This time, I had a canned answer prepared. “I met Doucet in Bonseigneur’s office,” I said. “They’re old pals. I told Doucet that you are no killer. Now, I’m not sure, but I got the impression that you aren’t at the top of their suspect list.”

Charles seemed relieved. “Really? I hope so. This is so weird. You both know how fond I am, uh, was of Sophia. It’ll be so bloody dull around here without her.” He winced. “Poor choice of words, but you know what I mean.”

I did.

Bill stood up and shut the door. “Got something to show you,” he said. “It’s the last issue of the Dicta; I suppressed it.”

Bill handed us copies and pointed to an anonymous letter on page two. I would have laughed at it under normal circumstances, but these were strange times and I read it with increasing anger. It was a vicious attack on Sophia Kostecki, demanding that she be removed as class president. The writer claimed that she’d stuffed the ballot box and won her office by fraud. Sophia the ward heeler? Preposterous. The letter got even sillier. It predicted that Sophia would give an obscene speech at graduation and humiliate her classmates in front of their families.

I was flabbergasted. “Is this a joke?”

“Afraid not,” said Bill, shaking his head.

“Weird. It sounds like the letter found on Sophia’s body. Why would anyone believe that she’d give an obscene speech in front of her own family?”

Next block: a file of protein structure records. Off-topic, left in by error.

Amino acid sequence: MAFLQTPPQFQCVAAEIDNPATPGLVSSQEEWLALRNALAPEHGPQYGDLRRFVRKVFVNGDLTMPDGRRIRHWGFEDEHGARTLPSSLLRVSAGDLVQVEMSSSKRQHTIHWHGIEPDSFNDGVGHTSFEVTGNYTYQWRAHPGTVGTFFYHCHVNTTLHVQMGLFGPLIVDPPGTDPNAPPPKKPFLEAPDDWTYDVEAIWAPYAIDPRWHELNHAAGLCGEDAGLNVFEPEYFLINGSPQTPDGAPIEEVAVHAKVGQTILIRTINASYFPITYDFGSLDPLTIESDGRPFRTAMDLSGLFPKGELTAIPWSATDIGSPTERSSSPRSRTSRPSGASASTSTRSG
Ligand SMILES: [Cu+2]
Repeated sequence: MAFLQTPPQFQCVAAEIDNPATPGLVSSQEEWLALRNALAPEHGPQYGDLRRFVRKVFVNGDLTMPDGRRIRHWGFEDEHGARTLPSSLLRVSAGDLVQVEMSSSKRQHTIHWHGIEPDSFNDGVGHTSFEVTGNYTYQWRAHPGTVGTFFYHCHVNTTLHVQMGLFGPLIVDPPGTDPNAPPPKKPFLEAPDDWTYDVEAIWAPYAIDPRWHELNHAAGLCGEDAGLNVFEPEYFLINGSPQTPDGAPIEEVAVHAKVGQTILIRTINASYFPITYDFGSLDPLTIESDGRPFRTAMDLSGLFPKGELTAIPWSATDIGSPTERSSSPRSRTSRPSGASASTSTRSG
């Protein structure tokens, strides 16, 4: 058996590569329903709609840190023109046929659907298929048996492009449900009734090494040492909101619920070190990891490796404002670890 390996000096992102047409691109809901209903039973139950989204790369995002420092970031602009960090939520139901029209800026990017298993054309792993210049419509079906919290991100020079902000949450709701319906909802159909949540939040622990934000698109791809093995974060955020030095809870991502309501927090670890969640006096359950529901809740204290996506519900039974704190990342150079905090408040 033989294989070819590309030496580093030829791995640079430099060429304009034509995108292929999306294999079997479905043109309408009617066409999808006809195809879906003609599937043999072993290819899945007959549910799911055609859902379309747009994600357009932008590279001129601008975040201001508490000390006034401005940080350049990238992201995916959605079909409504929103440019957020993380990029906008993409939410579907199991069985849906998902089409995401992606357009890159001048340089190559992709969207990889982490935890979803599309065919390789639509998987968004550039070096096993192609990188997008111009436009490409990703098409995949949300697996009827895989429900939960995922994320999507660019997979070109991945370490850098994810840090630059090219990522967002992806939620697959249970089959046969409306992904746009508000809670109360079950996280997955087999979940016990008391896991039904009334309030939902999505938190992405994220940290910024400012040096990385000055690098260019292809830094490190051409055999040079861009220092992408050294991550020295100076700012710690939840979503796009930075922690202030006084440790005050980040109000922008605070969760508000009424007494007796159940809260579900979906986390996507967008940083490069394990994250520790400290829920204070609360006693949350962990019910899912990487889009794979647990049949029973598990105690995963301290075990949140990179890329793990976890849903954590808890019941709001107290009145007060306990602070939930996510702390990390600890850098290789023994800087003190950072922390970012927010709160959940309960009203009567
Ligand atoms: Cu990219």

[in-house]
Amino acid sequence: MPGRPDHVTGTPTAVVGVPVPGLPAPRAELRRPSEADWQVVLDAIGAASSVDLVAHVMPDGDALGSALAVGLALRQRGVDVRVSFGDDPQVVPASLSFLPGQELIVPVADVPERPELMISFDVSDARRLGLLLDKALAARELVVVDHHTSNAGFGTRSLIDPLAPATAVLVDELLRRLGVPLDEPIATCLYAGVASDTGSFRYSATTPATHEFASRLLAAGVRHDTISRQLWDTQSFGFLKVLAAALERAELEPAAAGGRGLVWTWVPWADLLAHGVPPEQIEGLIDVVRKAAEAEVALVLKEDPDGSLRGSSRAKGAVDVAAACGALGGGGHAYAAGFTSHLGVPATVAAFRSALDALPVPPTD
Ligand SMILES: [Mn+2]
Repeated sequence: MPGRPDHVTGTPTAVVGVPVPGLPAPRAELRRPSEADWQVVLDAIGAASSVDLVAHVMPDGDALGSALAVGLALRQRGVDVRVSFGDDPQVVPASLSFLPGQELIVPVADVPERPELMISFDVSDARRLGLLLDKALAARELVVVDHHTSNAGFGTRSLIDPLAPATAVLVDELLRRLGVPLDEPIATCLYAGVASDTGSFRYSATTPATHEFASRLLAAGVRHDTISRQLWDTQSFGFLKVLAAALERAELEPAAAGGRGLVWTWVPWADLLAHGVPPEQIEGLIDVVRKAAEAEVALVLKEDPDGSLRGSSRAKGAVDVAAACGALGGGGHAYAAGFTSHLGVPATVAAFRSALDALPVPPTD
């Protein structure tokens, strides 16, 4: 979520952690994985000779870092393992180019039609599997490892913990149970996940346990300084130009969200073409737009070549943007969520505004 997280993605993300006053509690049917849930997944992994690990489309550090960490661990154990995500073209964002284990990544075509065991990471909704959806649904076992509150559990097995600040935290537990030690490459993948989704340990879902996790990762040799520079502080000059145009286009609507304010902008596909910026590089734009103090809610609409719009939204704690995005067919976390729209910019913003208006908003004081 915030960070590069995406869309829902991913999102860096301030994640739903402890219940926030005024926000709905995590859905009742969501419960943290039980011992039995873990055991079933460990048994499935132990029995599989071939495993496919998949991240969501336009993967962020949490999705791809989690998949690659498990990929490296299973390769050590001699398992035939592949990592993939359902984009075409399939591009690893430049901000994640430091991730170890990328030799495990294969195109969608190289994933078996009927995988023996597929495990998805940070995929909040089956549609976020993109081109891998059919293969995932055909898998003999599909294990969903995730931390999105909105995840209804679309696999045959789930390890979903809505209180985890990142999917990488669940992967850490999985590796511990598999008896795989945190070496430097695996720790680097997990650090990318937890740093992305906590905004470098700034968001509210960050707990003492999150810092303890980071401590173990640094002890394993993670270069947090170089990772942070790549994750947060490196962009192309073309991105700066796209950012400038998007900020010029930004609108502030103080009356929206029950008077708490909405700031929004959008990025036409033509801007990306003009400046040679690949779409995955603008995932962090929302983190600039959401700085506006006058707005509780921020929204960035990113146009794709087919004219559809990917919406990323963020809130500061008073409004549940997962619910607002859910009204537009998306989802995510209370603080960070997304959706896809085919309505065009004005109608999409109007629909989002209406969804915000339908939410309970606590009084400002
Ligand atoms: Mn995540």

“Come on, Nick,” said Charles, twirling the ends of his mustache. “You know the weasels around here never understood that Sophia lived to put them on. Maybe she died because of it.”

“Who wrote that piece of shit, Bill?” I demanded.

Bill paused to think. “I don’t know, man. I’ve got an ethical dilemma. I promised confidentiality and…”

“It could be relevant to a murder investigation,” I interrupted. “Murder, Bill.”

“Don’t patronize me, I know that,” he snapped.

Something about this letter seemed oddly familiar to me. I had a feeling that I’d heard it all before. Then it hit me. “I think I can guess who wrote it,” I said.

Bill looked relieved. “Go on, it might take me off the hook.”

“Guy Zeringue?”

Bill nodded and said, “How’d you know that, Nicholas?”

“Well, I heard him talking the same trash last spring at Ian’s house, but I didn’t take it, or him, seriously. Consider the source, Zeringue’s a spoiled frat boy with a drinking problem. Bill, you’ve got to pass this on to the cops.”

“I don’t know,” Bill said. “It’s a flimsy motive for murder. It’s no secret that Zeringue isn’t the only one who thought Sophia was an embarrassment.” He shook his head. “Hell, I wasn’t too crazy about her myself.”

“As a possible suspect,” Charles chimed in. “I’d like to point out that my so-called motive is equally feeble.”

I proposed a compromise. “How about if I tell Doucet about the letter? I’ll tell him I guessed. Then you can confirm it was Zeringue. Okay?”

“Well…okay, okay. Handle it as you see fit,” sighed Bill. His tone of voice said: Fuck it, I don’t care.